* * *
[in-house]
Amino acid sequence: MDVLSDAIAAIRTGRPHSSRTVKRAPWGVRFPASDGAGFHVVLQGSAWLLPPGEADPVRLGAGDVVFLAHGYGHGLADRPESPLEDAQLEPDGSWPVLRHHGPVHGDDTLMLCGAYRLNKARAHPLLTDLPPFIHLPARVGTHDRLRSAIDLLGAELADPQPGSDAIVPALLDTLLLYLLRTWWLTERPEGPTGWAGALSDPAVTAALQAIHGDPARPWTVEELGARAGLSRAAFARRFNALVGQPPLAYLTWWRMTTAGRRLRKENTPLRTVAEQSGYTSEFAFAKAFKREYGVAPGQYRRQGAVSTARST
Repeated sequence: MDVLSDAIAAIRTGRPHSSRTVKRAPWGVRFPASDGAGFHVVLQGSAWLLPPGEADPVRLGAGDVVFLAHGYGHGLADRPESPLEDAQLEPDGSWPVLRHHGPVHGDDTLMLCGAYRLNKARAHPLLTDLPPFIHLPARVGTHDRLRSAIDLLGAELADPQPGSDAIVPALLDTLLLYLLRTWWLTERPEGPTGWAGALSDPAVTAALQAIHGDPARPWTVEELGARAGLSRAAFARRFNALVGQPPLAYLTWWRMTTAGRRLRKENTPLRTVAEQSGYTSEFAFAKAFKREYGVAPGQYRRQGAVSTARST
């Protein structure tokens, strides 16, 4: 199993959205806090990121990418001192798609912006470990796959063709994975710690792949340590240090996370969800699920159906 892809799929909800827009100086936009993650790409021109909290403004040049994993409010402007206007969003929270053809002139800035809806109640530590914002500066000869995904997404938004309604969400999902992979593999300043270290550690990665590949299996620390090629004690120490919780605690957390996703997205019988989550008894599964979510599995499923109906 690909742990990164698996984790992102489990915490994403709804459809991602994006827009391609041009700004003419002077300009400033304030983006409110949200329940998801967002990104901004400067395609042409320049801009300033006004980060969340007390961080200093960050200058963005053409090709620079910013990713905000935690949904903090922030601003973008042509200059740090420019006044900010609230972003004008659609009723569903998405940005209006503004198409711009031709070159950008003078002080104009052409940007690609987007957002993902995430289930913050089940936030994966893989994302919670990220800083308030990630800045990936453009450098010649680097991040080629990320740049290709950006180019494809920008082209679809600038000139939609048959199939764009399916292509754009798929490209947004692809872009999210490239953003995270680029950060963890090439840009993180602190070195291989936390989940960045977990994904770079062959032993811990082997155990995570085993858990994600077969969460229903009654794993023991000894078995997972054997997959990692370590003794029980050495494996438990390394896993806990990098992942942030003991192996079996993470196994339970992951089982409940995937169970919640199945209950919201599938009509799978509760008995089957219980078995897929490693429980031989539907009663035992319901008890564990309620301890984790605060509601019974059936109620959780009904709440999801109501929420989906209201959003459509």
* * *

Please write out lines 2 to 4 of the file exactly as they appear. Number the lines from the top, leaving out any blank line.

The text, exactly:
Amino acid sequence: MDVLSDAIAAIRTGRPHSSRTVKRAPWGVRFPASDGAGFHVVLQGSAWLLPPGEADPVRLGAGDVVFLAHGYGHGLADRPESPLEDAQLEPDGSWPVLRHHGPVHGDDTLMLCGAYRLNKARAHPLLTDLPPFIHLPARVGTHDRLRSAIDLLGAELADPQPGSDAIVPALLDTLLLYLLRTWWLTERPEGPTGWAGALSDPAVTAALQAIHGDPARPWTVEELGARAGLSRAAFARRFNALVGQPPLAYLTWWRMTTAGRRLRKENTPLRTVAEQSGYTSEFAFAKAFKREYGVAPGQYRRQGAVSTARST
Repeated sequence: MDVLSDAIAAIRTGRPHSSRTVKRAPWGVRFPASDGAGFHVVLQGSAWLLPPGEADPVRLGAGDVVFLAHGYGHGLADRPESPLEDAQLEPDGSWPVLRHHGPVHGDDTLMLCGAYRLNKARAHPLLTDLPPFIHLPARVGTHDRLRSAIDLLGAELADPQPGSDAIVPALLDTLLLYLLRTWWLTERPEGPTGWAGALSDPAVTAALQAIHGDPARPWTVEELGARAGLSRAAFARRFNALVGQPPLAYLTWWRMTTAGRRLRKENTPLRTVAEQSGYTSEFAFAKAFKREYGVAPGQYRRQGAVSTARST
């Protein structure tokens, strides 16, 4: 199993959205806090990121990418001192798609912006470990796959063709994975710690792949340590240090996370969800699920159906 892809799929909800827009100086936009993650790409021109909290403004040049994993409010402007206007969003929270053809002139800035809806109640530590914002500066000869995904997404938004309604969400999902992979593999300043270290550690990665590949299996620390090629004690120490919780605690957390996703997205019988989550008894599964979510599995499923109906 690909742990990164698996984790992102489990915490994403709804459809991602994006827009391609041009700004003419002077300009400033304030983006409110949200329940998801967002990104901004400067395609042409320049801009300033006004980060969340007390961080200093960050200058963005053409090709620079910013990713905000935690949904903090922030601003973008042509200059740090420019006044900010609230972003004008659609009723569903998405940005209006503004198409711009031709070159950008003078002080104009052409940007690609987007957002993902995430289930913050089940936030994966893989994302919670990220800083308030990630800045990936453009450098010649680097991040080629990320740049290709950006180019494809920008082209679809600038000139939609048959199939764009399916292509754009798929490209947004692809872009999210490239953003995270680029950060963890090439840009993180602190070195291989936390989940960045977990994904770079062959032993811990082997155990995570085993858990994600077969969460229903009654794993023991000894078995997972054997997959990692370590003794029980050495494996438990390394896993806990990098992942942030003991192996079996993470196994339970992951089982409940995937169970919640199945209950919201599938009509799978509760008995089957219980078995897929490693429980031989539907009663035992319901008890564990309620301890984790605060509601019974059936109620959780009904709440999801109501929420989906209201959003459509």